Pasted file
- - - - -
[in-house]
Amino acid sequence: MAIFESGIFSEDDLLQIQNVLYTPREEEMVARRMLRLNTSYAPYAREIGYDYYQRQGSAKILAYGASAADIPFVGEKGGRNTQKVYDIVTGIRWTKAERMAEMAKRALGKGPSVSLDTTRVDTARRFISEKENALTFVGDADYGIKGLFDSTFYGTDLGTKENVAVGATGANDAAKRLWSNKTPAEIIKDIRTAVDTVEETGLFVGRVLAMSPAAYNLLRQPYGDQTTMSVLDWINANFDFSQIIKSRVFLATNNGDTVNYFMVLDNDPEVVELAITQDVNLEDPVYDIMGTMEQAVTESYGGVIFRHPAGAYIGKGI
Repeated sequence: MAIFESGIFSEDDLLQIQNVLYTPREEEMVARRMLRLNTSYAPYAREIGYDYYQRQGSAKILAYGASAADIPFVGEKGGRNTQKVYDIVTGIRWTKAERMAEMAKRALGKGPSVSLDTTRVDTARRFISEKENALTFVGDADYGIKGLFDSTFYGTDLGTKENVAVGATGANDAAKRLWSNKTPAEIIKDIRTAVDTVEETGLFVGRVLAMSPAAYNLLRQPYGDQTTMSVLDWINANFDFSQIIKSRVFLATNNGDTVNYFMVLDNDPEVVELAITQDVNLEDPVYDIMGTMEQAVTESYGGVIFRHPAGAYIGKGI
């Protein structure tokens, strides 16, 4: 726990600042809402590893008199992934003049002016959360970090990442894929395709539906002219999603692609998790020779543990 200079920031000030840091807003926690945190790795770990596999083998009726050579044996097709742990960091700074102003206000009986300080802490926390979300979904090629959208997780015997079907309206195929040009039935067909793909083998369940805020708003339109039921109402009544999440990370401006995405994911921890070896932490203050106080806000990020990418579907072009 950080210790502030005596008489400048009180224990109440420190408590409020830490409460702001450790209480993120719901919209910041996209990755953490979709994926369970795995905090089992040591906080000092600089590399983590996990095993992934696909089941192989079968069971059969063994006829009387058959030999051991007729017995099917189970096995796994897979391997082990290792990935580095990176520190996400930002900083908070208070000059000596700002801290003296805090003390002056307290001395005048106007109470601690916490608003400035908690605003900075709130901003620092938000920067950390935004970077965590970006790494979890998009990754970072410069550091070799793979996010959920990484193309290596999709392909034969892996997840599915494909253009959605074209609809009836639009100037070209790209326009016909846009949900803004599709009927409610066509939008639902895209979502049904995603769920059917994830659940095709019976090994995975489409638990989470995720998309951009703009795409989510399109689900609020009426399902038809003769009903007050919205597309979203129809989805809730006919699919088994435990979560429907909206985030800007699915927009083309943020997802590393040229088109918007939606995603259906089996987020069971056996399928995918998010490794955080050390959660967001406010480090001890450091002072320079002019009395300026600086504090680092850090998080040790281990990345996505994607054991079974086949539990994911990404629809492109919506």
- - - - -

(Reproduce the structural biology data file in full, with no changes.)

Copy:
[in-house]
Amino acid sequence: MAIFESGIFSEDDLLQIQNVLYTPREEEMVARRMLRLNTSYAPYAREIGYDYYQRQGSAKILAYGASAADIPFVGEKGGRNTQKVYDIVTGIRWTKAERMAEMAKRALGKGPSVSLDTTRVDTARRFISEKENALTFVGDADYGIKGLFDSTFYGTDLGTKENVAVGATGANDAAKRLWSNKTPAEIIKDIRTAVDTVEETGLFVGRVLAMSPAAYNLLRQPYGDQTTMSVLDWINANFDFSQIIKSRVFLATNNGDTVNYFMVLDNDPEVVELAITQDVNLEDPVYDIMGTMEQAVTESYGGVIFRHPAGAYIGKGI
Repeated sequence: MAIFESGIFSEDDLLQIQNVLYTPREEEMVARRMLRLNTSYAPYAREIGYDYYQRQGSAKILAYGASAADIPFVGEKGGRNTQKVYDIVTGIRWTKAERMAEMAKRALGKGPSVSLDTTRVDTARRFISEKENALTFVGDADYGIKGLFDSTFYGTDLGTKENVAVGATGANDAAKRLWSNKTPAEIIKDIRTAVDTVEETGLFVGRVLAMSPAAYNLLRQPYGDQTTMSVLDWINANFDFSQIIKSRVFLATNNGDTVNYFMVLDNDPEVVELAITQDVNLEDPVYDIMGTMEQAVTESYGGVIFRHPAGAYIGKGI
């Protein structure tokens, strides 16, 4: 726990600042809402590893008199992934003049002016959360970090990442894929395709539906002219999603692609998790020779543990 200079920031000030840091807003926690945190790795770990596999083998009726050579044996097709742990960091700074102003206000009986300080802490926390979300979904090629959208997780015997079907309206195929040009039935067909793909083998369940805020708003339109039921109402009544999440990370401006995405994911921890070896932490203050106080806000990020990418579907072009 950080210790502030005596008489400048009180224990109440420190408590409020830490409460702001450790209480993120719901919209910041996209990755953490979709994926369970795995905090089992040591906080000092600089590399983590996990095993992934696909089941192989079968069971059969063994006829009387058959030999051991007729017995099917189970096995796994897979391997082990290792990935580095990176520190996400930002900083908070208070000059000596700002801290003296805090003390002056307290001395005048106007109470601690916490608003400035908690605003900075709130901003620092938000920067950390935004970077965590970006790494979890998009990754970072410069550091070799793979996010959920990484193309290596999709392909034969892996997840599915494909253009959605074209609809009836639009100037070209790209326009016909846009949900803004599709009927409610066509939008639902895209979502049904995603769920059917994830659940095709019976090994995975489409638990989470995720998309951009703009795409989510399109689900609020009426399902038809003769009903007050919205597309979203129809989805809730006919699919088994435990979560429907909206985030800007699915927009083309943020997802590393040229088109918007939606995603259906089996987020069971056996399928995918998010490794955080050390959660967001406010480090001890450091002072320079002019009395300026600086504090680092850090998080040790281990990345996505994607054991079974086949539990994911990404629809492109919506």